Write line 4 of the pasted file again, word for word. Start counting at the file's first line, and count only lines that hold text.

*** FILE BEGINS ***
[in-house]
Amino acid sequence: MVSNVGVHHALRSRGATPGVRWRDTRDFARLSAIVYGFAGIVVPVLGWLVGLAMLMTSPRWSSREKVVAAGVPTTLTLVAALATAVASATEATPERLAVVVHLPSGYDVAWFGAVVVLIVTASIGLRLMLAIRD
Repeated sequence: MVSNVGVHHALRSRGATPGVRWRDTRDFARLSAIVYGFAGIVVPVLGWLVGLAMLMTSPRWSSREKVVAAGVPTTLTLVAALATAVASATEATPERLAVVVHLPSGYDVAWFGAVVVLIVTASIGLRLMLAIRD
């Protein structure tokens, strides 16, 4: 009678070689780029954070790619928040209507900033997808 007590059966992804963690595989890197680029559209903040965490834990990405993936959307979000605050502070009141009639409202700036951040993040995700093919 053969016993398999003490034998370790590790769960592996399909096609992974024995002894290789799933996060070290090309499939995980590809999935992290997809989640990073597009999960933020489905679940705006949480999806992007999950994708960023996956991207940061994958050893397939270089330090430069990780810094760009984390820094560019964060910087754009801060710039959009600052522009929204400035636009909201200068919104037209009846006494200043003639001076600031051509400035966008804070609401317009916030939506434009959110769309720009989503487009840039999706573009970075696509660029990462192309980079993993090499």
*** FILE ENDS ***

């Protein structure tokens, strides 16, 4: 009678070689780029954070790619928040209507900033997808 007590059966992804963690595989890197680029559209903040965490834990990405993936959307979000605050502070009141009639409202700036951040993040995700093919 053969016993398999003490034998370790590790769960592996399909096609992974024995002894290789799933996060070290090309499939995980590809999935992290997809989640990073597009999960933020489905679940705006949480999806992007999950994708960023996956991207940061994958050893397939270089330090430069990780810094760009984390820094560019964060910087754009801060710039959009600052522009929204400035636009909201200068919104037209009846006494200043003639001076600031051509400035966008804070609401317009916030939506434009959110769309720009989503487009840039999706573009970075696509660029990462192309980079993993090499």